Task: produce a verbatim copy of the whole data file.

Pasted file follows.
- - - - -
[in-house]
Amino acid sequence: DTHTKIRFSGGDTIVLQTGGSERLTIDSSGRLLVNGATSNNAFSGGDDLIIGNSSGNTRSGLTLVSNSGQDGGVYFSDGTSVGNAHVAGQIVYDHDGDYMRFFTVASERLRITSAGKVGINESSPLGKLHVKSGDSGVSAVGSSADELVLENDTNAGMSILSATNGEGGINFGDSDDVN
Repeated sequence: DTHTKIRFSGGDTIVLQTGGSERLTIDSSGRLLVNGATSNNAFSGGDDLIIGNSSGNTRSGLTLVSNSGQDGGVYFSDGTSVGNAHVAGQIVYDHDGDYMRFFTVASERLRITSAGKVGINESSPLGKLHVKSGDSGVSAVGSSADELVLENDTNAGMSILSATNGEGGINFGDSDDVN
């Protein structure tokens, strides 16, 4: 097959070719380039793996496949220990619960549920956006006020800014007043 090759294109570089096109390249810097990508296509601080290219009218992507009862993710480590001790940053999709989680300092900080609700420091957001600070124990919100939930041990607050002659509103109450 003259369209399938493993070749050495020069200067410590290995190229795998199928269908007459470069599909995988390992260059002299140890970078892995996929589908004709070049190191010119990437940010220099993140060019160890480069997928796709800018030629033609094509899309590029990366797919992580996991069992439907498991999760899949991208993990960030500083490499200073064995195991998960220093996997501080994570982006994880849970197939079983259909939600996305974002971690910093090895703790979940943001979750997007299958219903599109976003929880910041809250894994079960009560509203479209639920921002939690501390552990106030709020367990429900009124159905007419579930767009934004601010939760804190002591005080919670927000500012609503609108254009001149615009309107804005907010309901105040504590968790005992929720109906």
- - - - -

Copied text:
[in-house]
Amino acid sequence: DTHTKIRFSGGDTIVLQTGGSERLTIDSSGRLLVNGATSNNAFSGGDDLIIGNSSGNTRSGLTLVSNSGQDGGVYFSDGTSVGNAHVAGQIVYDHDGDYMRFFTVASERLRITSAGKVGINESSPLGKLHVKSGDSGVSAVGSSADELVLENDTNAGMSILSATNGEGGINFGDSDDVN
Repeated sequence: DTHTKIRFSGGDTIVLQTGGSERLTIDSSGRLLVNGATSNNAFSGGDDLIIGNSSGNTRSGLTLVSNSGQDGGVYFSDGTSVGNAHVAGQIVYDHDGDYMRFFTVASERLRITSAGKVGINESSPLGKLHVKSGDSGVSAVGSSADELVLENDTNAGMSILSATNGEGGINFGDSDDVN
């Protein structure tokens, strides 16, 4: 097959070719380039793996496949220990619960549920956006006020800014007043 090759294109570089096109390249810097990508296509601080290219009218992507009862993710480590001790940053999709989680300092900080609700420091957001600070124990919100939930041990607050002659509103109450 003259369209399938493993070749050495020069200067410590290995190229795998199928269908007459470069599909995988390992260059002299140890970078892995996929589908004709070049190191010119990437940010220099993140060019160890480069997928796709800018030629033609094509899309590029990366797919992580996991069992439907498991999760899949991208993990960030500083490499200073064995195991998960220093996997501080994570982006994880849970197939079983259909939600996305974002971690910093090895703790979940943001979750997007299958219903599109976003929880910041809250894994079960009560509203479209639920921002939690501390552990106030709020367990429900009124159905007419579930767009934004601010939760804190002591005080919670927000500012609503609108254009001149615009309107804005907010309901105040504590968790005992929720109906």